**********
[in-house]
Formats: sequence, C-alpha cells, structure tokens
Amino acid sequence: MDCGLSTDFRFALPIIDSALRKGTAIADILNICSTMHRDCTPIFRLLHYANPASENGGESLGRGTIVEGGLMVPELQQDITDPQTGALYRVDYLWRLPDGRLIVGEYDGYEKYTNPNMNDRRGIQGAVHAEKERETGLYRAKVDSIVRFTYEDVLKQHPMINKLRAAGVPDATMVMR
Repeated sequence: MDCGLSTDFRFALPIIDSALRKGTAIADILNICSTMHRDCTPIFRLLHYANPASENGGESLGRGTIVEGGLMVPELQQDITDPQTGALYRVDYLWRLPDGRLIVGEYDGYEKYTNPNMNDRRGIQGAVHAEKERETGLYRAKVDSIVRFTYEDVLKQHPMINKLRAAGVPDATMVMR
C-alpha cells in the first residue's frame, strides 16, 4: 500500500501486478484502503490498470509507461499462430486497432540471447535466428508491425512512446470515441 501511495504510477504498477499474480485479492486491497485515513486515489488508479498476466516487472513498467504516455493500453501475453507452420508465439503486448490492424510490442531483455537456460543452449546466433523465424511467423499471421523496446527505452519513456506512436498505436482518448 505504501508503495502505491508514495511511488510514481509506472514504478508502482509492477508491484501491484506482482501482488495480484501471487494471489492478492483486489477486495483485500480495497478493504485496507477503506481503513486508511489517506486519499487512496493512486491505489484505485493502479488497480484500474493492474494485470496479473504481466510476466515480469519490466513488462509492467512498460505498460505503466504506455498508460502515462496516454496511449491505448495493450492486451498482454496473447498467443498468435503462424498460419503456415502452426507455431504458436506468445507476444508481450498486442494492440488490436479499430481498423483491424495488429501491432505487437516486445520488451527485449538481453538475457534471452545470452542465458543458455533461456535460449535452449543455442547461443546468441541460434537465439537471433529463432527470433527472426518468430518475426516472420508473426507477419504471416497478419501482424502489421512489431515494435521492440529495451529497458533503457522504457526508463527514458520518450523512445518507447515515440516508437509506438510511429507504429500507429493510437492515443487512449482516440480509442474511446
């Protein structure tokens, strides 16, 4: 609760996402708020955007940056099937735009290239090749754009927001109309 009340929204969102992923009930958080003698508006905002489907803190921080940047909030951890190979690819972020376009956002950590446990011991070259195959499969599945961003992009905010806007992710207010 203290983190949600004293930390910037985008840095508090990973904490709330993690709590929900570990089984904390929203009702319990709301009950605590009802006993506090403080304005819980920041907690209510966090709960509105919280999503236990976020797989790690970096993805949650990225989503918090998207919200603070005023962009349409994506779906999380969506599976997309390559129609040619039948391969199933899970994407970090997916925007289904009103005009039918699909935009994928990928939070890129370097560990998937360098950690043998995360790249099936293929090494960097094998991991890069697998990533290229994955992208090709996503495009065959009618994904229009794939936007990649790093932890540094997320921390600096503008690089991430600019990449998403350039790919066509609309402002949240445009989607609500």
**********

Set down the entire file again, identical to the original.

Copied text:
[in-house]
Formats: sequence, C-alpha cells, structure tokens
Amino acid sequence: MDCGLSTDFRFALPIIDSALRKGTAIADILNICSTMHRDCTPIFRLLHYANPASENGGESLGRGTIVEGGLMVPELQQDITDPQTGALYRVDYLWRLPDGRLIVGEYDGYEKYTNPNMNDRRGIQGAVHAEKERETGLYRAKVDSIVRFTYEDVLKQHPMINKLRAAGVPDATMVMR
Repeated sequence: MDCGLSTDFRFALPIIDSALRKGTAIADILNICSTMHRDCTPIFRLLHYANPASENGGESLGRGTIVEGGLMVPELQQDITDPQTGALYRVDYLWRLPDGRLIVGEYDGYEKYTNPNMNDRRGIQGAVHAEKERETGLYRAKVDSIVRFTYEDVLKQHPMINKLRAAGVPDATMVMR
C-alpha cells in the first residue's frame, strides 16, 4: 500500500501486478484502503490498470509507461499462430486497432540471447535466428508491425512512446470515441 501511495504510477504498477499474480485479492486491497485515513486515489488508479498476466516487472513498467504516455493500453501475453507452420508465439503486448490492424510490442531483455537456460543452449546466433523465424511467423499471421523496446527505452519513456506512436498505436482518448 505504501508503495502505491508514495511511488510514481509506472514504478508502482509492477508491484501491484506482482501482488495480484501471487494471489492478492483486489477486495483485500480495497478493504485496507477503506481503513486508511489517506486519499487512496493512486491505489484505485493502479488497480484500474493492474494485470496479473504481466510476466515480469519490466513488462509492467512498460505498460505503466504506455498508460502515462496516454496511449491505448495493450492486451498482454496473447498467443498468435503462424498460419503456415502452426507455431504458436506468445507476444508481450498486442494492440488490436479499430481498423483491424495488429501491432505487437516486445520488451527485449538481453538475457534471452545470452542465458543458455533461456535460449535452449543455442547461443546468441541460434537465439537471433529463432527470433527472426518468430518475426516472420508473426507477419504471416497478419501482424502489421512489431515494435521492440529495451529497458533503457522504457526508463527514458520518450523512445518507447515515440516508437509506438510511429507504429500507429493510437492515443487512449482516440480509442474511446
């Protein structure tokens, strides 16, 4: 609760996402708020955007940056099937735009290239090749754009927001109309 009340929204969102992923009930958080003698508006905002489907803190921080940047909030951890190979690819972020376009956002950590446990011991070259195959499969599945961003992009905010806007992710207010 203290983190949600004293930390910037985008840095508090990973904490709330993690709590929900570990089984904390929203009702319990709301009950605590009802006993506090403080304005819980920041907690209510966090709960509105919280999503236990976020797989790690970096993805949650990225989503918090998207919200603070005023962009349409994506779906999380969506599976997309390559129609040619039948391969199933899970994407970090997916925007289904009103005009039918699909935009994928990928939070890129370097560990998937360098950690043998995360790249099936293929090494960097094998991991890069697998990533290229994955992208090709996503495009065959009618994904229009794939936007990649790093932890540094997320921390600096503008690089991430600019990449998403350039790919066509609309402002949240445009989607609500």